But for a royalist, Cromwell is nothing short of a traitor, willing to kill a king anointed by God in order to seize power himself. Lewis seems to fall into this category: his White Witch, or King Miraz in Prince Caspian, show the dangers of monarchial power — yet the remedy is not a different form of government, but the restoration of the true monarch.

So far, so good: the White Witch and Cromwell both depose rightful monarchs, bringing chaos into their realms; Lewis has reason to pattern his king-killing despot after a figure in his own cultural history. But of course, Cromwell is far from the only person to ever depose a ruler, so this is not conclusive evidence.

What seals the comparison? Forbidding Christmas.

Now, Narnia is magical; there, Father Christmas is real, although prevented from entering by the White Witch’s magic. Cromwell had no magic, and no real Father Christmas to keep out of England. But he, along with many other Puritan leaders, were appalled at the feasting, games and high spirits of the season; additionally, the Puritans were deeply of suspicious of holidays they viewed as “popish,” or originating in Catholicism rather than scripture.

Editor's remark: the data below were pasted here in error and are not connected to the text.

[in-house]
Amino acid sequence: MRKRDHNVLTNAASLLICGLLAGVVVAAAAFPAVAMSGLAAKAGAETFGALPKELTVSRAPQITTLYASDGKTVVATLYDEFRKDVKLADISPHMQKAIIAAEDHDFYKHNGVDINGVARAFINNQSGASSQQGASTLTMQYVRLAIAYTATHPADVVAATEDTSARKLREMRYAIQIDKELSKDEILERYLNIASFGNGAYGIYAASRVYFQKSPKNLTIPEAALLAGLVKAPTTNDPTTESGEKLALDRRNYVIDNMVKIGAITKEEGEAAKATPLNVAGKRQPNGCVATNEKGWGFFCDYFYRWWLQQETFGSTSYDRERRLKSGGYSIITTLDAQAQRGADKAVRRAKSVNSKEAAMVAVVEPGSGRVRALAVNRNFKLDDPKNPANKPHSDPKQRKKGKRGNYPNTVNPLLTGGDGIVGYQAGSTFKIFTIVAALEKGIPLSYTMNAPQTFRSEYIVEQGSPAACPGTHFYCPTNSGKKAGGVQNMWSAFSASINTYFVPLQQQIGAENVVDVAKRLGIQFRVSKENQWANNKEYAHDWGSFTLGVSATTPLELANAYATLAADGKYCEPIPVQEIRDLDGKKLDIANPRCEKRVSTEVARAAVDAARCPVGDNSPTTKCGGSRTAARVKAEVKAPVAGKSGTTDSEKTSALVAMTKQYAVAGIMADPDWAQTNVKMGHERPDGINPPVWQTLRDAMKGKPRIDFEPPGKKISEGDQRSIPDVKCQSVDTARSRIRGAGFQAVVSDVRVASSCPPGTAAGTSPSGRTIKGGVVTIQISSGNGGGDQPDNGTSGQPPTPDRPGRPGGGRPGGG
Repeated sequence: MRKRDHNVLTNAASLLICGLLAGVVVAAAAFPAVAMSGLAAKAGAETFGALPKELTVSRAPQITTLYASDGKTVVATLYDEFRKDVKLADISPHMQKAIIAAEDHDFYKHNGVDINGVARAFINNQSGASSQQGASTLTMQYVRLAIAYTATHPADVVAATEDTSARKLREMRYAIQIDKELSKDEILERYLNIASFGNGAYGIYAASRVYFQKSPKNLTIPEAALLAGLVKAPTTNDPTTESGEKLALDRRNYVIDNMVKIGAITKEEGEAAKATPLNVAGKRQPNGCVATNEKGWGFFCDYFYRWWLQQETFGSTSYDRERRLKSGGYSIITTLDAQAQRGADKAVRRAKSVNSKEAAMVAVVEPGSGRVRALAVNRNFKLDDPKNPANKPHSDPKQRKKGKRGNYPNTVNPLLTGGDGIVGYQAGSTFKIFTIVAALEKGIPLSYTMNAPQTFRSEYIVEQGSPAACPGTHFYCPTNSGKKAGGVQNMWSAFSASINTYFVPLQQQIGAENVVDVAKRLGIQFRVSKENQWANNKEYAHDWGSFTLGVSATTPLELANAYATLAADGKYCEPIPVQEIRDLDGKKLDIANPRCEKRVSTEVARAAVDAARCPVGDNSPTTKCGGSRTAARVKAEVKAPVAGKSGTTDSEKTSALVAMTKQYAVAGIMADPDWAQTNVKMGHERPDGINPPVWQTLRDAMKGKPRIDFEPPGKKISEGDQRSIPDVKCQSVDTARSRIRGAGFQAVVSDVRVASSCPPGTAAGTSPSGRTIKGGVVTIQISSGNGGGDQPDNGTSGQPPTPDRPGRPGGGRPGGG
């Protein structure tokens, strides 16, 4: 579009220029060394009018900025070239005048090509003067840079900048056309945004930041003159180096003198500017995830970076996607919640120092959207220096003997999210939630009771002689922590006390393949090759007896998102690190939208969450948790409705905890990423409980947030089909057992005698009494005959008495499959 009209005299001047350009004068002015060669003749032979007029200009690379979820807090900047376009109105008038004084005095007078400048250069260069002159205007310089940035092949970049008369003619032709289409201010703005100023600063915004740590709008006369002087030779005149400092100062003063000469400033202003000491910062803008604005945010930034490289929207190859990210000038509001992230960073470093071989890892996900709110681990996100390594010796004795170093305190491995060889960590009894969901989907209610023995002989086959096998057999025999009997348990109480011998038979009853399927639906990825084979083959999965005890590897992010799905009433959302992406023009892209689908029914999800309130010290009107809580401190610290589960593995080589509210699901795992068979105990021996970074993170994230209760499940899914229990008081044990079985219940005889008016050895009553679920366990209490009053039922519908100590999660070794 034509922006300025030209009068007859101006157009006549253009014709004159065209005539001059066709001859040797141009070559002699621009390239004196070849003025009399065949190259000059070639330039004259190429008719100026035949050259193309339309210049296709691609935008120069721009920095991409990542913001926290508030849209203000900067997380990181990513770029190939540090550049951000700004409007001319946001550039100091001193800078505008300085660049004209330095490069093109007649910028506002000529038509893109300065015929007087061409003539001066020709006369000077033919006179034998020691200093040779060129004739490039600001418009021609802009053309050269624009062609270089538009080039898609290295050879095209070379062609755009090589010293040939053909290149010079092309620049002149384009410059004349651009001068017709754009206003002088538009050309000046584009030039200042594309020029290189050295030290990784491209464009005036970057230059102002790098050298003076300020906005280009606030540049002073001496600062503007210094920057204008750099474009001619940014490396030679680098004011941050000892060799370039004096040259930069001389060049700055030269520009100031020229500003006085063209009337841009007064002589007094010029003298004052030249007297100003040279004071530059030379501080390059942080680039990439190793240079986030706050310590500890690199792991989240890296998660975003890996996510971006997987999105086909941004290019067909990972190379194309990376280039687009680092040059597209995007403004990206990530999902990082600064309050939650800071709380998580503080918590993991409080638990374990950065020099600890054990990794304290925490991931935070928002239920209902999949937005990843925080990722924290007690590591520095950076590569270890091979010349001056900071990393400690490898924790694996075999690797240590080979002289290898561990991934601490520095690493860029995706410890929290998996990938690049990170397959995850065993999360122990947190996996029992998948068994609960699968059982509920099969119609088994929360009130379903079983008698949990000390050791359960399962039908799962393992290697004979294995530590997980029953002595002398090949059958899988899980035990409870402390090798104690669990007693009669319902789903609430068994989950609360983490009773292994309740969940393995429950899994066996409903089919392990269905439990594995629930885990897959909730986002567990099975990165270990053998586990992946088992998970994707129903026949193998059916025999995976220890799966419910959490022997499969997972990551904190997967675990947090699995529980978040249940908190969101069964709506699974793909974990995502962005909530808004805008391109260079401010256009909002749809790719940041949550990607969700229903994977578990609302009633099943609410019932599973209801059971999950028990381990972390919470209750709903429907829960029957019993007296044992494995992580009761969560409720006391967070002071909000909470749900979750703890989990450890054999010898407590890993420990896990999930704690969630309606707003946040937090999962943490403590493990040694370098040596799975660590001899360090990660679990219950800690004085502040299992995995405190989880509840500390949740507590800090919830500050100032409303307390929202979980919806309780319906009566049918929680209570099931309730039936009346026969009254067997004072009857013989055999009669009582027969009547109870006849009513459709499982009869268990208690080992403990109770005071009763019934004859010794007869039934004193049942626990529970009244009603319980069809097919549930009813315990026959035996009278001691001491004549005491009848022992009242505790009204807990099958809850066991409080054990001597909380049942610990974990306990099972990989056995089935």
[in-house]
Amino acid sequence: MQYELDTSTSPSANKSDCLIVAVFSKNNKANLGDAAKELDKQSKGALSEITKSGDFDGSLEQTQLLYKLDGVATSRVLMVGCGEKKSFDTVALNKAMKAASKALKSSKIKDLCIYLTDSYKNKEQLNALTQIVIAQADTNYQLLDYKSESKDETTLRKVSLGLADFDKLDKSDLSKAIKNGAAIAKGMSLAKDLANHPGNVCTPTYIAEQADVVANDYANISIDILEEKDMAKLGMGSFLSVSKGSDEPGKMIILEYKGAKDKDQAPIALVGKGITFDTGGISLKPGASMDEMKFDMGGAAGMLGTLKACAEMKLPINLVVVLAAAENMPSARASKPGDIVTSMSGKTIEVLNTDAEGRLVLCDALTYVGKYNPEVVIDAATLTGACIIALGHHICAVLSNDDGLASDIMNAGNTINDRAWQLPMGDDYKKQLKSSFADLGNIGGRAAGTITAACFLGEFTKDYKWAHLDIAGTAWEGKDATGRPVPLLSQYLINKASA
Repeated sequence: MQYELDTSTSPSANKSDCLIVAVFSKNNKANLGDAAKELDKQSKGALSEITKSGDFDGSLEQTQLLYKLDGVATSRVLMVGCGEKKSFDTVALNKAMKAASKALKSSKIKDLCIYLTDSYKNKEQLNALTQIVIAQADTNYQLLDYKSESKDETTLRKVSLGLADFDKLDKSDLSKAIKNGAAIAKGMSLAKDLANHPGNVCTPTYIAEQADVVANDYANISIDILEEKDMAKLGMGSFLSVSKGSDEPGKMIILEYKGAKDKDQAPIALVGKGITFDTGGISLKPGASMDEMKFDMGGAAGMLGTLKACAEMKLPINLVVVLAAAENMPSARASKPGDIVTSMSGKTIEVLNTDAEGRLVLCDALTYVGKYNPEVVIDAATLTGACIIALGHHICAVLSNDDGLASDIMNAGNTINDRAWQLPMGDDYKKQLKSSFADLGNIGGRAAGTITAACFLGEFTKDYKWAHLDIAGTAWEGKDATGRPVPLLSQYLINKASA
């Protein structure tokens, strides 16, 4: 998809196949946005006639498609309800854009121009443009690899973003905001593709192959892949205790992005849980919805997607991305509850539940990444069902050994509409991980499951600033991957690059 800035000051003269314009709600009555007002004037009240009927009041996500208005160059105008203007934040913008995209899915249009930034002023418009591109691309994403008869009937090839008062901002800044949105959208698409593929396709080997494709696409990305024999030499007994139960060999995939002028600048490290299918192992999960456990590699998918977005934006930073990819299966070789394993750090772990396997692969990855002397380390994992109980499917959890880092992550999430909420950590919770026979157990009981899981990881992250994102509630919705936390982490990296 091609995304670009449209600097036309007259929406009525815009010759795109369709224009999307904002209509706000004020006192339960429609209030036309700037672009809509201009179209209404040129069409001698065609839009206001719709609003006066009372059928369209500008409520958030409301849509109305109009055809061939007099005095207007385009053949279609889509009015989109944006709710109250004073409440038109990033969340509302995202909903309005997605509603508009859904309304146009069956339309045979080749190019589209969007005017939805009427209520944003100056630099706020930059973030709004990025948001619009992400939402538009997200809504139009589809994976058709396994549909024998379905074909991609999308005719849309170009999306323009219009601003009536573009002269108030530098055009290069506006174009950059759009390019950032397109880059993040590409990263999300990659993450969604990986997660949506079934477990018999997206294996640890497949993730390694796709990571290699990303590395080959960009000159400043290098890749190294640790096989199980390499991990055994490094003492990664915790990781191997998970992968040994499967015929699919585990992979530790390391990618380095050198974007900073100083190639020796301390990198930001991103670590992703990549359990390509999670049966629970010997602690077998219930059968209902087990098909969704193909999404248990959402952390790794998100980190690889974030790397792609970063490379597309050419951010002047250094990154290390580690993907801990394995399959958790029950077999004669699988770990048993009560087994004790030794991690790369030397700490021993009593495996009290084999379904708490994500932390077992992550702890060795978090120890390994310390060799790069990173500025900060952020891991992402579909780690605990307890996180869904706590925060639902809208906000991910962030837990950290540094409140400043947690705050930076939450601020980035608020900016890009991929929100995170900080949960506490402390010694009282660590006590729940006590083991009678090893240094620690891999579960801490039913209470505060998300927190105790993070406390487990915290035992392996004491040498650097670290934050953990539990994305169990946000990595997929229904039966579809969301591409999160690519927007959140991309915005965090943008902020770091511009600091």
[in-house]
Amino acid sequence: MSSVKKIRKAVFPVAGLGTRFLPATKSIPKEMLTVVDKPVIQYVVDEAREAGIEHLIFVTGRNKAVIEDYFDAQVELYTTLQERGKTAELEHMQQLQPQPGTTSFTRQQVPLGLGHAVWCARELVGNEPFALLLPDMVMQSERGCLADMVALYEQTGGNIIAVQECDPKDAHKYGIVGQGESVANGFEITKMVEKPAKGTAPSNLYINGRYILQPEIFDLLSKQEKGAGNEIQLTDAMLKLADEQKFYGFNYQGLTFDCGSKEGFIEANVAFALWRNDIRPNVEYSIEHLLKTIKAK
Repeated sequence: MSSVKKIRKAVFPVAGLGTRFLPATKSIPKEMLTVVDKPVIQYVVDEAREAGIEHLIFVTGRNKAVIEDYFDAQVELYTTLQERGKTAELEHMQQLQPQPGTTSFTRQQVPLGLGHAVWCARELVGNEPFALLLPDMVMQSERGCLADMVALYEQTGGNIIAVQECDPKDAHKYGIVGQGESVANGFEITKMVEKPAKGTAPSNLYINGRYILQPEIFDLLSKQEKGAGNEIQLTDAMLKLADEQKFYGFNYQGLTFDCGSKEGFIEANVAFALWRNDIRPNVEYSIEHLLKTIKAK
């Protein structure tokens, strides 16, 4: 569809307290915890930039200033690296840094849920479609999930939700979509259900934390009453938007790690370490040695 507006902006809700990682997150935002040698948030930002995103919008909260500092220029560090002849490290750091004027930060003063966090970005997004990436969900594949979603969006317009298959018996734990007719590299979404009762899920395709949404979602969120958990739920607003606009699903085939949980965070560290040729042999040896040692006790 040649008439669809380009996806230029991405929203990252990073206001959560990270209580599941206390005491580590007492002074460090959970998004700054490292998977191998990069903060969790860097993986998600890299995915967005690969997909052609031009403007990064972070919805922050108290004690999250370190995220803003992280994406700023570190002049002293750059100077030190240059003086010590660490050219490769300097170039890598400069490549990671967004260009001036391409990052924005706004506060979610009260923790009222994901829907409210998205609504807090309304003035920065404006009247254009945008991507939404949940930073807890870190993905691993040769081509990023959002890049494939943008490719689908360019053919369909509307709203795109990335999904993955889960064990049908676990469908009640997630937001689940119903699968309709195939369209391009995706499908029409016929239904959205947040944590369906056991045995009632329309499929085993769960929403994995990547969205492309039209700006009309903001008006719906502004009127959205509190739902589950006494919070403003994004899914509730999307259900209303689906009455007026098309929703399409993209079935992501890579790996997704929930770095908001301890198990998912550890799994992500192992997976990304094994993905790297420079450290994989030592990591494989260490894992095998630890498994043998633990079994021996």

So in 1645, Parliament banned the celebration of Christmas: there were to be no carols, no plays (like Shakespeare’s Twelfth Night, meant to cap the twelve days of revelry from December 25 to January 6), no decorations, no time off for members of Parliament. According to the Puritans, Christmas celebrations were neither moral nor religiously significant, and thus the laws prohibited the citizens of England from observing Christmas either socially or spiritually.